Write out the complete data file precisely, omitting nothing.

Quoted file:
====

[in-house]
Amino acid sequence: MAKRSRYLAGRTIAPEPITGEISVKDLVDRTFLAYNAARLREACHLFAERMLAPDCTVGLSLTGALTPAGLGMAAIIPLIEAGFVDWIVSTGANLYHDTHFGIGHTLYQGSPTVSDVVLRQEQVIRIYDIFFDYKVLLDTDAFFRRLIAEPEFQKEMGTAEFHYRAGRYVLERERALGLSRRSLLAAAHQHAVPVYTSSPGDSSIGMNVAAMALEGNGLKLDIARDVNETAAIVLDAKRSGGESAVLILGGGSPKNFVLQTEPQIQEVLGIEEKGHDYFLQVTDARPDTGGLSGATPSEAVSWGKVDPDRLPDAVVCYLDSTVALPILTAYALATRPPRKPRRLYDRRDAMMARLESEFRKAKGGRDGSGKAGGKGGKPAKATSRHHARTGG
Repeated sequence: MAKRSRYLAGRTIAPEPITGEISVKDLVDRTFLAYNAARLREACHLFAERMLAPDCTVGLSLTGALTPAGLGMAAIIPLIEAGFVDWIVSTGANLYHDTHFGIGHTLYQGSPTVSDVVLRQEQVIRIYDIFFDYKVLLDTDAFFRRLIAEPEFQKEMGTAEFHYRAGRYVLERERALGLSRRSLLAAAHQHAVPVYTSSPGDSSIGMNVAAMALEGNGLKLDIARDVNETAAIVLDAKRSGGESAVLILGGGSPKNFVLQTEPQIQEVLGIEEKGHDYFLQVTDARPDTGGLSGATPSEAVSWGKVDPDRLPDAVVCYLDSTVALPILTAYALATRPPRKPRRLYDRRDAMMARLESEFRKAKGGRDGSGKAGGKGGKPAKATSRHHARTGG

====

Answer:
[in-house]
Amino acid sequence: MAKRSRYLAGRTIAPEPITGEISVKDLVDRTFLAYNAARLREACHLFAERMLAPDCTVGLSLTGALTPAGLGMAAIIPLIEAGFVDWIVSTGANLYHDTHFGIGHTLYQGSPTVSDVVLRQEQVIRIYDIFFDYKVLLDTDAFFRRLIAEPEFQKEMGTAEFHYRAGRYVLERERALGLSRRSLLAAAHQHAVPVYTSSPGDSSIGMNVAAMALEGNGLKLDIARDVNETAAIVLDAKRSGGESAVLILGGGSPKNFVLQTEPQIQEVLGIEEKGHDYFLQVTDARPDTGGLSGATPSEAVSWGKVDPDRLPDAVVCYLDSTVALPILTAYALATRPPRKPRRLYDRRDAMMARLESEFRKAKGGRDGSGKAGGKGGKPAKATSRHHARTGG
Repeated sequence: MAKRSRYLAGRTIAPEPITGEISVKDLVDRTFLAYNAARLREACHLFAERMLAPDCTVGLSLTGALTPAGLGMAAIIPLIEAGFVDWIVSTGANLYHDTHFGIGHTLYQGSPTVSDVVLRQEQVIRIYDIFFDYKVLLDTDAFFRRLIAEPEFQKEMGTAEFHYRAGRYVLERERALGLSRRSLLAAAHQHAVPVYTSSPGDSSIGMNVAAMALEGNGLKLDIARDVNETAAIVLDAKRSGGESAVLILGGGSPKNFVLQTEPQIQEVLGIEEKGHDYFLQVTDARPDTGGLSGATPSEAVSWGKVDPDRLPDAVVCYLDSTVALPILTAYALATRPPRKPRRLYDRRDAMMARLESEFRKAKGGRDGSGKAGGKGGKPAKATSRHHARTGG